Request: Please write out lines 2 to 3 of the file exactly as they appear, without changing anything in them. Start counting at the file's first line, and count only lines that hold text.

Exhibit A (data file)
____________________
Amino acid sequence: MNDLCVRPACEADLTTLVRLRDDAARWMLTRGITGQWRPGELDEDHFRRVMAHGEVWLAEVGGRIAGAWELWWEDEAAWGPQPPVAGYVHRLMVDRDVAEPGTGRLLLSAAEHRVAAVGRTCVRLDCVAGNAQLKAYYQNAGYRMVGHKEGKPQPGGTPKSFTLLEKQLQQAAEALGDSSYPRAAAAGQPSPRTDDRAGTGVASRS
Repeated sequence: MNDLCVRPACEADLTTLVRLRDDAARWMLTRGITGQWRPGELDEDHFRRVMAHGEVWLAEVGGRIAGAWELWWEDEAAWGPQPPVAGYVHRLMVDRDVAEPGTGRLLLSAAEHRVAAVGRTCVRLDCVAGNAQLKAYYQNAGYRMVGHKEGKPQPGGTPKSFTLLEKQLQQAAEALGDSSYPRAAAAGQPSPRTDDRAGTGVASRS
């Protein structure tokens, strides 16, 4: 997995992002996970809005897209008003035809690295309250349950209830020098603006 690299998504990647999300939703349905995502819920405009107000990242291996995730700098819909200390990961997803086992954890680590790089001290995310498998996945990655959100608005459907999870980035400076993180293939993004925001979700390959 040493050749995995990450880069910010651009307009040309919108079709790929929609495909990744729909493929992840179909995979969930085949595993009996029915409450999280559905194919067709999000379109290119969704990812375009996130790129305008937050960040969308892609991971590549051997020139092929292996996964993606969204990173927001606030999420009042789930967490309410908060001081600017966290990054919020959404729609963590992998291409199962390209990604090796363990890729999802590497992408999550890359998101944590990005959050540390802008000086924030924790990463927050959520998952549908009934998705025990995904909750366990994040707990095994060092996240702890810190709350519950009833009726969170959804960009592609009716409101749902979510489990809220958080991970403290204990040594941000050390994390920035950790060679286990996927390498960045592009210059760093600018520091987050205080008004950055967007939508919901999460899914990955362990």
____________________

Repeated sequence: MNDLCVRPACEADLTTLVRLRDDAARWMLTRGITGQWRPGELDEDHFRRVMAHGEVWLAEVGGRIAGAWELWWEDEAAWGPQPPVAGYVHRLMVDRDVAEPGTGRLLLSAAEHRVAAVGRTCVRLDCVAGNAQLKAYYQNAGYRMVGHKEGKPQPGGTPKSFTLLEKQLQQAAEALGDSSYPRAAAAGQPSPRTDDRAGTGVASRS
């Protein structure tokens, strides 16, 4: 997995992002996970809005897209008003035809690295309250349950209830020098603006 690299998504990647999300939703349905995502819920405009107000990242291996995730700098819909200390990961997803086992954890680590790089001290995310498998996945990655959100608005459907999870980035400076993180293939993004925001979700390959 040493050749995995990450880069910010651009307009040309919108079709790929929609495909990744729909493929992840179909995979969930085949595993009996029915409450999280559905194919067709999000379109290119969704990812375009996130790129305008937050960040969308892609991971590549051997020139092929292996996964993606969204990173927001606030999420009042789930967490309410908060001081600017966290990054919020959404729609963590992998291409199962390209990604090796363990890729999802590497992408999550890359998101944590990005959050540390802008000086924030924790990463927050959520998952549908009934998705025990995904909750366990994040707990095994060092996240702890810190709350519950009833009726969170959804960009592609009716409101749902979510489990809220958080991970403290204990040594941000050390994390920035950790060679286990996927390498960045592009210059760093600018520091987050205080008004950055967007939508919901999460899914990955362990």